Florida Department of Environmental Protection head Jon Steverson was formally confirmed in his position by members of the Senate’s Ethics and Elections Committee on Wednesday. That affirmation, though, came only after he was grilled by the panel about controversial decisions or statements made under his watch the past year.
The Senate refused to confirm him in last year’s regular Legislative Session. If he hadn’t been confirmed Wednesday, he would have been the first agency head in more than two decades to be ousted from office for failing to win Senate confirmation.
Palm City Republican Joe Negron pressed Steverson on whether he supports timber harvesting and cattle grazing to help parks boost their income.
The DEP head said logging has been going on in over 34 state parks for the past decade to thin forests. “I am certainly willing to explore issues that have been used in parks to help us reach our resource management goals. I want to do more of that, and I want to do it faster.”
He denied that his interest was in clear-cutting natural areas, saying, “That’s simply not the case.”
Orlando Democrat Geraldine Thompson repeated Negron’s question about whether the plan for timber harvesting and cattle grazing was to raise more income for state parks.
“It’s to achieve the appropriate land management,” Steverson contended.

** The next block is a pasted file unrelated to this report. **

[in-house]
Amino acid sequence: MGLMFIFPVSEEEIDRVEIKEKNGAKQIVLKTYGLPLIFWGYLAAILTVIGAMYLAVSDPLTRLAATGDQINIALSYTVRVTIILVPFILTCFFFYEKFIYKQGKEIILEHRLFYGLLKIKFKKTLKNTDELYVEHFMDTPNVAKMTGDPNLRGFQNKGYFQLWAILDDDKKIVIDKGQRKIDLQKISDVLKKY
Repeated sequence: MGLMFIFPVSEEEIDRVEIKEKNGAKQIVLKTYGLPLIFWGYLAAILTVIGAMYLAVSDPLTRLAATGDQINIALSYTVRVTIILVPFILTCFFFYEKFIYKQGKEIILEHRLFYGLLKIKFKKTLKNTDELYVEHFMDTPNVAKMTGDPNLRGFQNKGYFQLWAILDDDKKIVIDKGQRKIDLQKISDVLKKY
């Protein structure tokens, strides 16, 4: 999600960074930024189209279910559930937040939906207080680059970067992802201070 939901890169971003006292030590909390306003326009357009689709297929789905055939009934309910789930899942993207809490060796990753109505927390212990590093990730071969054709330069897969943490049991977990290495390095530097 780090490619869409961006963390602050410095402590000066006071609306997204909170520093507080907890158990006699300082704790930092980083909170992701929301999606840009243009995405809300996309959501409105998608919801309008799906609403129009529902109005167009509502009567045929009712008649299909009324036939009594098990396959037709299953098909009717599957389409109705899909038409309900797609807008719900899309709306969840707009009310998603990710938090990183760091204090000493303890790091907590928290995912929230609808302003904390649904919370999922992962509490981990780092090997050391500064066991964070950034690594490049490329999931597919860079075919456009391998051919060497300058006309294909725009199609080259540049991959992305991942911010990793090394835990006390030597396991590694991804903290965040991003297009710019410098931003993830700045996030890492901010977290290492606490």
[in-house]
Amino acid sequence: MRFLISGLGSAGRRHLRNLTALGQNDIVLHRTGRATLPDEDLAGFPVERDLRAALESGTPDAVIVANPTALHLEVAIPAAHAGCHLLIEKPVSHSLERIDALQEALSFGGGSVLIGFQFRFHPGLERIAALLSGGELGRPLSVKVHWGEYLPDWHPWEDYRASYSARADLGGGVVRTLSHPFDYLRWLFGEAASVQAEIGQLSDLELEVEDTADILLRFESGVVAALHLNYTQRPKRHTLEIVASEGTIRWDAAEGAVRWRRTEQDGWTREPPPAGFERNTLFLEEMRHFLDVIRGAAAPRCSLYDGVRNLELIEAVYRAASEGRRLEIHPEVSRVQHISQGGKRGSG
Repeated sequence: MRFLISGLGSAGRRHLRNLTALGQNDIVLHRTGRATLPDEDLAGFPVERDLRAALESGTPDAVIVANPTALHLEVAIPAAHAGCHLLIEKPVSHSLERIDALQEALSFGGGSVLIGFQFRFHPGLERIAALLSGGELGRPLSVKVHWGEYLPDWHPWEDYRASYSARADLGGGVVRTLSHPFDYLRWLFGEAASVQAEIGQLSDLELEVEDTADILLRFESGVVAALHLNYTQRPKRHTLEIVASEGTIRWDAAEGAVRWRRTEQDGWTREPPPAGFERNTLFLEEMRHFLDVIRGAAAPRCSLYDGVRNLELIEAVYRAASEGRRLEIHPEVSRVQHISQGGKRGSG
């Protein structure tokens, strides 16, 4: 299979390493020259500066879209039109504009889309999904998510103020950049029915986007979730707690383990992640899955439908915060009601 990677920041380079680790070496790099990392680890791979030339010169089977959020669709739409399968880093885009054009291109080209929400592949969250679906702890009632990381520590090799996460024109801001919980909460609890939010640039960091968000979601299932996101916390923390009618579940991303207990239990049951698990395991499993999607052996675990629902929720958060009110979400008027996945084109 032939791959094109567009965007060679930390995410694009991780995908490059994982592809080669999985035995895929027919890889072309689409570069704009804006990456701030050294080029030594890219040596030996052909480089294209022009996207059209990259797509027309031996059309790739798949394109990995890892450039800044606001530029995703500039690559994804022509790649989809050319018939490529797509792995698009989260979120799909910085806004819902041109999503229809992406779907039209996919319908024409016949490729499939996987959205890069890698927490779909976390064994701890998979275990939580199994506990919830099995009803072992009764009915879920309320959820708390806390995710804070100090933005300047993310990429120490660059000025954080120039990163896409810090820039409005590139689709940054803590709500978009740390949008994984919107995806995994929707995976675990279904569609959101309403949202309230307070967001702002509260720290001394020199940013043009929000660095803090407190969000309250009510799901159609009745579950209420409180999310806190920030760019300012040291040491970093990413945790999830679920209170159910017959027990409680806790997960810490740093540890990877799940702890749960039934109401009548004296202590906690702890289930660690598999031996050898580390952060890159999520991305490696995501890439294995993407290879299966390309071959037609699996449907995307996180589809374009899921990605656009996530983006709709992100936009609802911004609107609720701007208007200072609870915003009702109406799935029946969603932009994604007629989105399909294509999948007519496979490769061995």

Regarding hydraulic fracking, Steverson said he supports committee Chairman Garrett Richter’s bill that would require the DEP to establish rules governing the process and end the ability of local governments to write local ordinances.
To a question from Niceville Republican Don Gaetz, Steverson said he doesn’t have statutory authority to stop an energy company that wants to come to Florida to use fracking.
Lake Worth Democrat Jeff Clemens pressed further, asking whether if the DEP said fracking is harmful to Florida’s environment, could he not stop such a plan. Steverson replied that in such a situation, he could reject the proposal. He also said that without such evidence, he couldn’t deny a permit just because it’s fracking.
In November, the Tampa Bay Times’ Craig Pittman reported that each of the 161 state parks was being considered to allow hunting to help them pay for themselves. The report elicited outrage up and down the state.
When Clemens pressed him about it, Steverson denied there could be hunting in parks such as Honeymoon Island in Pinellas County or in the Ybor City Museum State Park. “Nothing could be further from the truth,” he said. Instead, Steverson mentioned how had created a “Wounded Warrior” hunt when he was at the Northwest Florida Water Management District.
“If I had that ability to provide that opportunity to one more person in this state before I’m out of the position to do so, I would like to do that,” he said, saying that was his impetus to allow for further such hunts in state parks. “I can’t make a grand edict and say statewide this is going to happen.”
“Would your plans be restricted to Wounded Warriors or folks who have certain unique abilities to use these things?” Clemens said. Stevenson said the issue would have to be addressed park by park, in conjunction with having discussions with the public. “We’re trying to make that outreach available to people.”
Clemens then asked about the abilities of Gary F. Clark, Steverson’s deputy secretary in charge of state lands and parks. Before being hired by the DEP last year, Clark had little prior environmental experience.
Steverson waxed rhapsodic about Clark’s management skills, saying he was very proud to hire him.